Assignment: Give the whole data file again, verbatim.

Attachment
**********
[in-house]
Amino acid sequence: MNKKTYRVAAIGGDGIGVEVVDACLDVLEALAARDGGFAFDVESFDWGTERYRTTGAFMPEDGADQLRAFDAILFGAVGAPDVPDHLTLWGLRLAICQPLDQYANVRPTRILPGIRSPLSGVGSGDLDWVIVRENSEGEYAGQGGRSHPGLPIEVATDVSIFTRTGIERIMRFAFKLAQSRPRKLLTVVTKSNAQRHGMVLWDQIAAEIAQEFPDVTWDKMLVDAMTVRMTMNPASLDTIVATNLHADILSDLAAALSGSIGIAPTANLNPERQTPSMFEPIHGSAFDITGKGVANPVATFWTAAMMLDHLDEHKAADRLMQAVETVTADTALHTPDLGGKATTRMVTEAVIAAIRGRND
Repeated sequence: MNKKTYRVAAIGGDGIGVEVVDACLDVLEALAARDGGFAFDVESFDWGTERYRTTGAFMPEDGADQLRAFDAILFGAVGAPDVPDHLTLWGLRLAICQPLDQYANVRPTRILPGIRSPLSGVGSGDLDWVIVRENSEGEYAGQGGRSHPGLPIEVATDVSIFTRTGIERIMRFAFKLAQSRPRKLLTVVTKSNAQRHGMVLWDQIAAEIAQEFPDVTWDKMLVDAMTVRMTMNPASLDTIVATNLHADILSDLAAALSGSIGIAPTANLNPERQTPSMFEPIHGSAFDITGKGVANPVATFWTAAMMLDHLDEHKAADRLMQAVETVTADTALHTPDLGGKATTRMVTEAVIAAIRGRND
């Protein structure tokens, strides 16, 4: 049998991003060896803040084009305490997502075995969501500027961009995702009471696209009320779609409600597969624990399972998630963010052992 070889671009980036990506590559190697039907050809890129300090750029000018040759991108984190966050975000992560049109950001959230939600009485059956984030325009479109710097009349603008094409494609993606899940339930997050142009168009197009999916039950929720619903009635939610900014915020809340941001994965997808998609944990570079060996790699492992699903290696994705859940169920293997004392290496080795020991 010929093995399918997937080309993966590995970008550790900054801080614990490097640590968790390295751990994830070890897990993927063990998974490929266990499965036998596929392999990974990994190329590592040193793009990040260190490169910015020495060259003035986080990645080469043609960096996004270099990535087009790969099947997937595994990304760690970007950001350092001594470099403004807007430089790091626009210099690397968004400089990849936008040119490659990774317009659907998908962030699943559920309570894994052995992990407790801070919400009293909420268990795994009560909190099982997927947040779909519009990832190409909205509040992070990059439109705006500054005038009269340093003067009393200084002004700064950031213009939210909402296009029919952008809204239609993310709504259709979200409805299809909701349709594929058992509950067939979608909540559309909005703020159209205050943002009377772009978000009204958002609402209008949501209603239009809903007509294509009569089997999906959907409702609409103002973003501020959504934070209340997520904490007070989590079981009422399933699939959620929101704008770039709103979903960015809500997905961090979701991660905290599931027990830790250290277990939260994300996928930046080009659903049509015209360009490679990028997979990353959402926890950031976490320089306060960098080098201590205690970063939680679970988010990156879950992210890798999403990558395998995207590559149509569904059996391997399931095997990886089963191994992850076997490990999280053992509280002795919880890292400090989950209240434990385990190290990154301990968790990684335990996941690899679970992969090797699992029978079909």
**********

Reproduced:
[in-house]
Amino acid sequence: MNKKTYRVAAIGGDGIGVEVVDACLDVLEALAARDGGFAFDVESFDWGTERYRTTGAFMPEDGADQLRAFDAILFGAVGAPDVPDHLTLWGLRLAICQPLDQYANVRPTRILPGIRSPLSGVGSGDLDWVIVRENSEGEYAGQGGRSHPGLPIEVATDVSIFTRTGIERIMRFAFKLAQSRPRKLLTVVTKSNAQRHGMVLWDQIAAEIAQEFPDVTWDKMLVDAMTVRMTMNPASLDTIVATNLHADILSDLAAALSGSIGIAPTANLNPERQTPSMFEPIHGSAFDITGKGVANPVATFWTAAMMLDHLDEHKAADRLMQAVETVTADTALHTPDLGGKATTRMVTEAVIAAIRGRND
Repeated sequence: MNKKTYRVAAIGGDGIGVEVVDACLDVLEALAARDGGFAFDVESFDWGTERYRTTGAFMPEDGADQLRAFDAILFGAVGAPDVPDHLTLWGLRLAICQPLDQYANVRPTRILPGIRSPLSGVGSGDLDWVIVRENSEGEYAGQGGRSHPGLPIEVATDVSIFTRTGIERIMRFAFKLAQSRPRKLLTVVTKSNAQRHGMVLWDQIAAEIAQEFPDVTWDKMLVDAMTVRMTMNPASLDTIVATNLHADILSDLAAALSGSIGIAPTANLNPERQTPSMFEPIHGSAFDITGKGVANPVATFWTAAMMLDHLDEHKAADRLMQAVETVTADTALHTPDLGGKATTRMVTEAVIAAIRGRND
């Protein structure tokens, strides 16, 4: 049998991003060896803040084009305490997502075995969501500027961009995702009471696209009320779609409600597969624990399972998630963010052992 070889671009980036990506590559190697039907050809890129300090750029000018040759991108984190966050975000992560049109950001959230939600009485059956984030325009479109710097009349603008094409494609993606899940339930997050142009168009197009999916039950929720619903009635939610900014915020809340941001994965997808998609944990570079060996790699492992699903290696994705859940169920293997004392290496080795020991 010929093995399918997937080309993966590995970008550790900054801080614990490097640590968790390295751990994830070890897990993927063990998974490929266990499965036998596929392999990974990994190329590592040193793009990040260190490169910015020495060259003035986080990645080469043609960096996004270099990535087009790969099947997937595994990304760690970007950001350092001594470099403004807007430089790091626009210099690397968004400089990849936008040119490659990774317009659907998908962030699943559920309570894994052995992990407790801070919400009293909420268990795994009560909190099982997927947040779909519009990832190409909205509040992070990059439109705006500054005038009269340093003067009393200084002004700064950031213009939210909402296009029919952008809204239609993310709504259709979200409805299809909701349709594929058992509950067939979608909540559309909005703020159209205050943002009377772009978000009204958002609402209008949501209603239009809903007509294509009569089997999906959907409702609409103002973003501020959504934070209340997520904490007070989590079981009422399933699939959620929101704008770039709103979903960015809500997905961090979701991660905290599931027990830790250290277990939260994300996928930046080009659903049509015209360009490679990028997979990353959402926890950031976490320089306060960098080098201590205690970063939680679970988010990156879950992210890798999403990558395998995207590559149509569904059996391997399931095997990886089963191994992850076997490990999280053992509280002795919880890292400090989950209240434990385990190290990154301990968790990684335990996941690899679970992969090797699992029978079909």